Legal News and Appellate Tips

Each week, TVA appellate attorney Tim Kowal reviews several recent decisions out of the appellate courts in California, and elsewhere, and reports about the ones that might help you get an edge in your cases and appeals.

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Tag: Standards of Review

In a Rare Illustration of the Finding-Compelled-as-a-Matter-of-Law Standard of Review, Appellate Court Reverses a Defense Judgment

Trial attorneys are familiar with the three common standards of appellate review: substantial evidence, abuse of discretion, and de novo. But what standard of review applies when an unsuccessful plaintiff appeals? When the plaintiff is arguing that the trial court should have found its evidence more persuasive, a fourth standard of review applies, something like a summary-judgment standard, in which the appellate court must be satisfied the plaintiff's evidence is so compelling that the plaintiff is entitled to a finding as a matter of law. This is a very difficult burden to overcome, and so it is rarely attempted, and even more rarely met.

But the plaintiff met the high finding-compelled-as-a-matter-of-law standard in King v. May-Wesely (D5 Oct. 22, 2021) 2021 WL 4929912 (no. F080224) (nonpub. opn.).
This almost never happens.

If you are the successful defendant responding to the plaintiff's appeal, keep the finding-compelled-as-a-matter-of-law standard in mind. Unsuccessful plaintiffs sometimes think the substantial-evidence standard of review applies. But as the authorities indicate, this is not only incorrect, it is misleading. It is not enough for the plaintiff to point to the defendant's evidence as insubstantial: the plaintiff must show it met its burden by uncontradicted and unimpeached evidence.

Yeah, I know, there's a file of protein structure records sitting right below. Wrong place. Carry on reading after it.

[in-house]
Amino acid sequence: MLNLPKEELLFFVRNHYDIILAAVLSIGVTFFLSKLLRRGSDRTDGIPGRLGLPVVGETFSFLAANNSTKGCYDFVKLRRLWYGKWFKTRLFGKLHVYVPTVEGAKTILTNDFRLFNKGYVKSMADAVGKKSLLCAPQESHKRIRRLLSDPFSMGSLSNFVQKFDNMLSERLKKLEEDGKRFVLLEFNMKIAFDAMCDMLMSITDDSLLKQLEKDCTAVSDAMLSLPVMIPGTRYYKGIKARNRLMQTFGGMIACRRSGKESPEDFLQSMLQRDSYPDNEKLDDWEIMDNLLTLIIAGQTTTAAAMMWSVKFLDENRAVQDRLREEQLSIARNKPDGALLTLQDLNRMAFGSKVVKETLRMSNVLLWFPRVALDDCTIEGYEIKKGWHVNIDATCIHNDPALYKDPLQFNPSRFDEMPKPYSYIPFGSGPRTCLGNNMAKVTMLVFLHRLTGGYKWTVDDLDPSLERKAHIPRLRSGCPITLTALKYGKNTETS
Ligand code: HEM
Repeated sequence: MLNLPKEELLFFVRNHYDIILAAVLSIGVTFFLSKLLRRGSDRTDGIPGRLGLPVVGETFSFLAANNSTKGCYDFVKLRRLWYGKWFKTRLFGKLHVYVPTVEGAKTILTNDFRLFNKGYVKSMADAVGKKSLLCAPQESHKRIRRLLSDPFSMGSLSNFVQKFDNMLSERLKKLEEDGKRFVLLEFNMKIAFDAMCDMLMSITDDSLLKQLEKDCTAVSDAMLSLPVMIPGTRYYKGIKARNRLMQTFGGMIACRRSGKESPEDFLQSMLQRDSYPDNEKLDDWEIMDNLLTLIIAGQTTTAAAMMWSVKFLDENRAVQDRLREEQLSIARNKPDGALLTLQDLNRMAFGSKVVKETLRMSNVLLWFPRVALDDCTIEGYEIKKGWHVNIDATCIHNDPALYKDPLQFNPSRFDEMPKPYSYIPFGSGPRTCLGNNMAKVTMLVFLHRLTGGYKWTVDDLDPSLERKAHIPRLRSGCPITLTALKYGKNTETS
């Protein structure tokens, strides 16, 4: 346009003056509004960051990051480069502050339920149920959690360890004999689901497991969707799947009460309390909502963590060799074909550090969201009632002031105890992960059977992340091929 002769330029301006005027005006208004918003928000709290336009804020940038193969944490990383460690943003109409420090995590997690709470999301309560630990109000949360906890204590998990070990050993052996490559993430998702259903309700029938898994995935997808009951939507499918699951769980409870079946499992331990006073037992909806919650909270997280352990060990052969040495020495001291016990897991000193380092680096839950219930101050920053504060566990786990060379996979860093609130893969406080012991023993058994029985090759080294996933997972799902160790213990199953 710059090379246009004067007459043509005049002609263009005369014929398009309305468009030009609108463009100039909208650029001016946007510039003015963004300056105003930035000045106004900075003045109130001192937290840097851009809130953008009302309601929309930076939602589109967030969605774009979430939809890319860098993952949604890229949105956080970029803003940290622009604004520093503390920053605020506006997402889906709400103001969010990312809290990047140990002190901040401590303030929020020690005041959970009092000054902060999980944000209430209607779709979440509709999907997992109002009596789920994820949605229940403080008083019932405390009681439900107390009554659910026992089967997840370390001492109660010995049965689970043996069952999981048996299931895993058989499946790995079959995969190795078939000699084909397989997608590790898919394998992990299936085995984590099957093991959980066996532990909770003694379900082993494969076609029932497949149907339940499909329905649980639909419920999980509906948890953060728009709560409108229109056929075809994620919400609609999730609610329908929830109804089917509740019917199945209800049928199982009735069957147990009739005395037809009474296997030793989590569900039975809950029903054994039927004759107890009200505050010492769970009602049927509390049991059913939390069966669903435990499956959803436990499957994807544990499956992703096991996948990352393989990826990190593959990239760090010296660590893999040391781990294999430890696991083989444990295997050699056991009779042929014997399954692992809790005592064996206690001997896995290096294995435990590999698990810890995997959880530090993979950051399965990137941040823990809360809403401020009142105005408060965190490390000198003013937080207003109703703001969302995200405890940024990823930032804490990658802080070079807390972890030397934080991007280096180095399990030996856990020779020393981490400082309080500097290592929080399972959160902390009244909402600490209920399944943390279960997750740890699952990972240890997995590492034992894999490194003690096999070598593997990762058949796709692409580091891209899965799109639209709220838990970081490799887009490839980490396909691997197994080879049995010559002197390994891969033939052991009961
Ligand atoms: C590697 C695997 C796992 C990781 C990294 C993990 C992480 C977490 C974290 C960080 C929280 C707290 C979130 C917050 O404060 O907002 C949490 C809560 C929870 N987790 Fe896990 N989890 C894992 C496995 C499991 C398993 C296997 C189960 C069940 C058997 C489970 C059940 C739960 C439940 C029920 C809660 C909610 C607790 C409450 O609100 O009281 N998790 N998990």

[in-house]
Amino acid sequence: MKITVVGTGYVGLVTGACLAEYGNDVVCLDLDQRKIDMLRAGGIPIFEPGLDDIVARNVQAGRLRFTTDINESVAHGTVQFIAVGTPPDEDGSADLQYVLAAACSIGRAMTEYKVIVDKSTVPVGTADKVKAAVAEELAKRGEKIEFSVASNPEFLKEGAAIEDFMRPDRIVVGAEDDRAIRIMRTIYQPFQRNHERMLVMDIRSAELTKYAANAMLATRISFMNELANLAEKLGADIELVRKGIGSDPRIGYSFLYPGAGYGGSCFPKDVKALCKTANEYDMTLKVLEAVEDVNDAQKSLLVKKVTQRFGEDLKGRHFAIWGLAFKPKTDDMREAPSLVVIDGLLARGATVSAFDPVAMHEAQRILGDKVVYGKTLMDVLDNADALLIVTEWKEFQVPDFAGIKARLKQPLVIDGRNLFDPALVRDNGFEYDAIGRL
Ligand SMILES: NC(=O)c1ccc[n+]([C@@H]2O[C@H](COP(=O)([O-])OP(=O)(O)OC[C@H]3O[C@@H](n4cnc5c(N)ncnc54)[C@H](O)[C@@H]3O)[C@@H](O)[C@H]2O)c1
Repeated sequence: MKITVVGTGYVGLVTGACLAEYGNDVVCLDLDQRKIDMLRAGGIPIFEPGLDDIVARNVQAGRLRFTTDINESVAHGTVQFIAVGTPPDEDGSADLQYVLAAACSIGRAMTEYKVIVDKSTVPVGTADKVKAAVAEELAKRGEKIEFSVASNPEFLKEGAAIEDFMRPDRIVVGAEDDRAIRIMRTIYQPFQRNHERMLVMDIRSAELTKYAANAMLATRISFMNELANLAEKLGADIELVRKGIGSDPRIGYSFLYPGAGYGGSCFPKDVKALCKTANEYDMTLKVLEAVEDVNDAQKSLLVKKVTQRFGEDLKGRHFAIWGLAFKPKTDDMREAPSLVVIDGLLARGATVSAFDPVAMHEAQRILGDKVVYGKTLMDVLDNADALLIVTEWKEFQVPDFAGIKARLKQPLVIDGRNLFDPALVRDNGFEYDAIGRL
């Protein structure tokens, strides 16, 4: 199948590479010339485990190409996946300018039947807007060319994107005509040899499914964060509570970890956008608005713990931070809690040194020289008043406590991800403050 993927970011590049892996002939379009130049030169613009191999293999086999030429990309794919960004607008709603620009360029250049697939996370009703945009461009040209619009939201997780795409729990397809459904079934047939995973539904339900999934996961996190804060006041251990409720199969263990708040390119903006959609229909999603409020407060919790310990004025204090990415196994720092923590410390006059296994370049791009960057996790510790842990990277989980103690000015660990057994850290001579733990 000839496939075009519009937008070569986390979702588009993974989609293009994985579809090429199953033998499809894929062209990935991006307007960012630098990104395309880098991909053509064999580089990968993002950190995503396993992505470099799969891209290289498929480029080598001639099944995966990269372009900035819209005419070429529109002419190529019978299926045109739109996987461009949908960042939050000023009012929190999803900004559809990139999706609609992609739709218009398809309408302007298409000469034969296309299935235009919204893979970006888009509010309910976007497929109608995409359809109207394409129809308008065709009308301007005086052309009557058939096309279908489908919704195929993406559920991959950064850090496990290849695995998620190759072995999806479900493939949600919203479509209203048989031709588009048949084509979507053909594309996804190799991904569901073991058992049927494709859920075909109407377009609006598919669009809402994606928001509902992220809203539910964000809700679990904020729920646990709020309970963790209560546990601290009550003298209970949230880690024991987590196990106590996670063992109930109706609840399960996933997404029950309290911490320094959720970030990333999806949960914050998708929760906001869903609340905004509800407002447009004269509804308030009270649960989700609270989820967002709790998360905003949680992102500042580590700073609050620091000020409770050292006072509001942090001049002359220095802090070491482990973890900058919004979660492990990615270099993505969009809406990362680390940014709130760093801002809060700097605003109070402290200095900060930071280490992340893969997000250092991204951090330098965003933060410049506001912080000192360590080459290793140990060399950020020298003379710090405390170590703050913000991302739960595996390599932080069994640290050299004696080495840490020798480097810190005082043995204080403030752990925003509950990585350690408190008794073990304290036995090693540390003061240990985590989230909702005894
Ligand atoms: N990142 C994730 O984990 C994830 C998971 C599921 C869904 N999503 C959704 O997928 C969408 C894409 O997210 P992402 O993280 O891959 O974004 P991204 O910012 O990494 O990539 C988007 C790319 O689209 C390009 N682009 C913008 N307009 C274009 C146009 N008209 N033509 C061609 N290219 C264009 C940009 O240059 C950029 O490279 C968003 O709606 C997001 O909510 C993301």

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Ruling Excluding Expert Testimony on MSJ Reversed on Appeal

There are two noteworthy things about the published opinion in Strobel v. Johnson & Johnson (D1d4 Sept. 21, 2021) 2021 WL 4272711 no. A159609. First, it suggests how litigants might have avoided the dreaded Sanchez rule that prevents experts from offering "case-specific hearsay" in their opinions. Second, it suggests some evidentiary rulings may be reviewed under the appellant-friendly de novo standard of review, rather than the deferential abuse of discretion standard.

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Punitive Damages Are Reviewed De Novo; and Effective Use of Dicta

The recent case of Rubio v. CIA Wheel Group (D2d8 Apr. 15, 2021) no. B300021, reminds that awards of punitive damages are reviewed independently by the appellate courts. Rubio also provides a nice illustration how dicta – observations made by prior courts that are not part of their holdings – may be used effectively.
Rubio involved an employee wrongfully terminated because she had cancer. During the trial, employer lied about having knowledge of employee's cancer. (The judge asked: why else did he think employee needed medical leave "for three months? A cold?" Yikes.)

Held: A trial court may properly consider the noneconomic damages in the baseline for a punitive damages award. Combining economic and noneconomic damages here to make the range of harm $115,000 to $165,000, the $500,000 award of punitive damages reflected a multipler of 3.5, which the court held to be permissible.

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Two Recent Appeals Rejected for Easily-Avoided Procedural Errors

Two recent unpublished cases remind that appeals are lost for failing to designate a sufficient appellate record, and, when challenging findings as lacking substantial evidence in support, for citing only […]

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Trial Court Abused Discretion by Awarding Contractual Fees to Defendant Who Lost on the Only Contract Claim

In this commercial lease dispute, the trial court abused its discretion in not one, not two, but three different ways when it awarded contractual fees to the losing defendant. In Waterwood […]

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Failing to Exercise Discretion Is an Abuse of Discretion

Many orders present an uphill climb because the appellate courts review them under the very deferential abuse-of-discretion standard, which means the order is likely within the trial court's wide latitude. […]

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